While today sees the first batch of DC’s “New 52,” I’m writing this on Tuesday and therefore don’t have my copies as yet.
I decided instead to focus on a book by Marvel Comics, S.H.I.E.L.D, a work that’s so imaginative that I’m not quite sure what to make of volume one, save it’s one of the most beautiful comics that I’ve ever read. This series uses the full potential of sequential art storytelling.
The premise is simple, the execution is complex. Calling this “steampunk Marvel Universe book” is close but that’s also not doing the story justice. Essentially, cosmic threats have been attacking Earth long before the age of Marvel heroes, resulting in the formation of an ancient protective organization named “Shield.”
Among these historical heroes are Isaac Newton, Leonardo Da Vinci and other great scientists and mystics, along with Howard Stark and Nathaniel Richards, the fathers of two familiar Marvel Universe characters.
Our entry into the world of Shield is through a young man called Leonid who has, literally, stars in his eyes. The mystery of what Shield is, what it wants to be, and how Leonid fits into it all drives the first volume. To say more, even about which other historical characters appear, would be spoiling the story.
Which ends on a cliffhanger, so now I need to go buy volume 2.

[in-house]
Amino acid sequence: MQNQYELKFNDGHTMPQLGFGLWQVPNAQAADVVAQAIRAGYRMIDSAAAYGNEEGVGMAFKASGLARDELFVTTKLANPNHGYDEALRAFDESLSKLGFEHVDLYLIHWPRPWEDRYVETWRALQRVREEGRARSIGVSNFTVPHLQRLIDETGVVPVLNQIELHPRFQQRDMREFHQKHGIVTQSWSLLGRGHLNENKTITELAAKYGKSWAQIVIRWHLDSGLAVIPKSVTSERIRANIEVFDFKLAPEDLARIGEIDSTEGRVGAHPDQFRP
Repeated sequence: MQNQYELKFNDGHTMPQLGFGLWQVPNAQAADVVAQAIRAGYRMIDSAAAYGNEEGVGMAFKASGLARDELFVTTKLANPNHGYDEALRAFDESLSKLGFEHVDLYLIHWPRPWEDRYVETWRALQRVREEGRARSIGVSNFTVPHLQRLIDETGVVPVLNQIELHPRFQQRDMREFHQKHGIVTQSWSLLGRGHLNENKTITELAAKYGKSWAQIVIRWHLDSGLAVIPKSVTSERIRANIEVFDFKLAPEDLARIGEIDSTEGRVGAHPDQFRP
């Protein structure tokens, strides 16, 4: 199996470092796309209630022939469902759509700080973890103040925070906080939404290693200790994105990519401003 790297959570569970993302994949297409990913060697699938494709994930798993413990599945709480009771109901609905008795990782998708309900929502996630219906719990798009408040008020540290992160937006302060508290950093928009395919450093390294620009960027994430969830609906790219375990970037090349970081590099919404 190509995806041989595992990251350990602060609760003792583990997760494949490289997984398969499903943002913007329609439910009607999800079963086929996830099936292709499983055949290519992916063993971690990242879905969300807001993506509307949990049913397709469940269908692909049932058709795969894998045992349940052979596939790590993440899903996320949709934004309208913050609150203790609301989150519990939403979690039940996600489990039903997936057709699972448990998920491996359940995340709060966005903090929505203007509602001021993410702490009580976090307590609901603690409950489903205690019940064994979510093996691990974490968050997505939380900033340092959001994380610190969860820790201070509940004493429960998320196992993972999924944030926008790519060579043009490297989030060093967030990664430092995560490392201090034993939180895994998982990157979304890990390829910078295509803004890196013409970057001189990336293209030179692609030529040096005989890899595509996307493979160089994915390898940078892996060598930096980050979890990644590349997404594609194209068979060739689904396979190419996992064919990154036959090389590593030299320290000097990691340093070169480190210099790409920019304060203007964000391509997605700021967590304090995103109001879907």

This is far more a science fiction story that borrows bits and pieces from the Marvel Universe than a superhero story. I needed to read it several times to grasp the full scope some of the concepts being presented. I also spent time studying all the cool devices that the “magical” scientists use to illustrate the philosophical differences between Isaac Newton and Da Vinci. I admit, I got lost in the artwork a few times.
Steampunk fans will love this but so will many science fiction readers who haven’t delved into superhero stories. If it has a flaw, it’s that the characters are secondary to the concept.
What Kids Will Like About It:
This isn’t a book I would recommend for younger readers. Not because of the concepts. I think kids can grasp those. It’s the narrative structure that would frustrate younger readers. The story jumps forward and backward in time with multiple characters appearing and disappearing. There isn’t a main character to focus on, which is always helpful for children.
However, teenagers might love this as it’s something very different. Especially teens and anyone who loves incredible art. It’s eye candy of the first order. For an example, look at this splash page:
It’s so hard to choose. But I think the panel in this interview with writer Jonathan Hickman might just be my favorite. Or maybe it’s Da Vinci action-hero pose at the top of artist Dustin Weaver’s blog. Or maybe the one above. I can’t decide.
About the Creators:
Hickman first gained notice with his six-issue Nightly News miniseries from Image Comics which was nominated for an Eisner Award in 2008. Weaver has been working in comics since 2003 and drew Star Wars comics for Dark Horse. Seeing his art on this series makes me want to go back and find those Star Wars issues.